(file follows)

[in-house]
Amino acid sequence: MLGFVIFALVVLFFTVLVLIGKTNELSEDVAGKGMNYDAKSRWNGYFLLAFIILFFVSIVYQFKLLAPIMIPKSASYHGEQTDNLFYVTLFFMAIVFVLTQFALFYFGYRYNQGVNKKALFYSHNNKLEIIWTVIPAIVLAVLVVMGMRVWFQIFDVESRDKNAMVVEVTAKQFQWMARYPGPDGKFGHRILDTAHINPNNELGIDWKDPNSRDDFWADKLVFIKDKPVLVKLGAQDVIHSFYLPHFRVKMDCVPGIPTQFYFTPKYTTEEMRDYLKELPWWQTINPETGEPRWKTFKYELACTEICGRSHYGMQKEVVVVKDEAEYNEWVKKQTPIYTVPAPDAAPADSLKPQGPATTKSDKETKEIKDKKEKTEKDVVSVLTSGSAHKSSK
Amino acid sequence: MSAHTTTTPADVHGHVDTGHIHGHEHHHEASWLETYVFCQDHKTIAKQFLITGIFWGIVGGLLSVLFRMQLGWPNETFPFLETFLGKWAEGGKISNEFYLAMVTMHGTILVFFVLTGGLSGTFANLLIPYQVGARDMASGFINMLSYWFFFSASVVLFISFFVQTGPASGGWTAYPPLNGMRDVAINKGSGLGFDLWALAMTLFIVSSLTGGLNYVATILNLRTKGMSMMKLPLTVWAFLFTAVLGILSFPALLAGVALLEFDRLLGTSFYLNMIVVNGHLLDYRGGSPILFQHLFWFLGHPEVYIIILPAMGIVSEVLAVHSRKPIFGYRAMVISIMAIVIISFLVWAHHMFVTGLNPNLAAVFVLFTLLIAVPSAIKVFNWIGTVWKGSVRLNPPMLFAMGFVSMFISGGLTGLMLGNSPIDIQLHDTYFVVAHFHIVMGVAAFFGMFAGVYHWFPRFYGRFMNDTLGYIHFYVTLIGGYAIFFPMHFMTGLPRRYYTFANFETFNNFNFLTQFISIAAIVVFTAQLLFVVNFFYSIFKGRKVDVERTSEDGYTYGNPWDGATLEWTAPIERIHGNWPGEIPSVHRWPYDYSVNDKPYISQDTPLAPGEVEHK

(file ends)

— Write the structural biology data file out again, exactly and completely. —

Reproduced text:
[in-house]
Amino acid sequence: MLGFVIFALVVLFFTVLVLIGKTNELSEDVAGKGMNYDAKSRWNGYFLLAFIILFFVSIVYQFKLLAPIMIPKSASYHGEQTDNLFYVTLFFMAIVFVLTQFALFYFGYRYNQGVNKKALFYSHNNKLEIIWTVIPAIVLAVLVVMGMRVWFQIFDVESRDKNAMVVEVTAKQFQWMARYPGPDGKFGHRILDTAHINPNNELGIDWKDPNSRDDFWADKLVFIKDKPVLVKLGAQDVIHSFYLPHFRVKMDCVPGIPTQFYFTPKYTTEEMRDYLKELPWWQTINPETGEPRWKTFKYELACTEICGRSHYGMQKEVVVVKDEAEYNEWVKKQTPIYTVPAPDAAPADSLKPQGPATTKSDKETKEIKDKKEKTEKDVVSVLTSGSAHKSSK
Amino acid sequence: MSAHTTTTPADVHGHVDTGHIHGHEHHHEASWLETYVFCQDHKTIAKQFLITGIFWGIVGGLLSVLFRMQLGWPNETFPFLETFLGKWAEGGKISNEFYLAMVTMHGTILVFFVLTGGLSGTFANLLIPYQVGARDMASGFINMLSYWFFFSASVVLFISFFVQTGPASGGWTAYPPLNGMRDVAINKGSGLGFDLWALAMTLFIVSSLTGGLNYVATILNLRTKGMSMMKLPLTVWAFLFTAVLGILSFPALLAGVALLEFDRLLGTSFYLNMIVVNGHLLDYRGGSPILFQHLFWFLGHPEVYIIILPAMGIVSEVLAVHSRKPIFGYRAMVISIMAIVIISFLVWAHHMFVTGLNPNLAAVFVLFTLLIAVPSAIKVFNWIGTVWKGSVRLNPPMLFAMGFVSMFISGGLTGLMLGNSPIDIQLHDTYFVVAHFHIVMGVAAFFGMFAGVYHWFPRFYGRFMNDTLGYIHFYVTLIGGYAIFFPMHFMTGLPRRYYTFANFETFNNFNFLTQFISIAAIVVFTAQLLFVVNFFYSIFKGRKVDVERTSEDGYTYGNPWDGATLEWTAPIERIHGNWPGEIPSVHRWPYDYSVNDKPYISQDTPLAPGEVEHK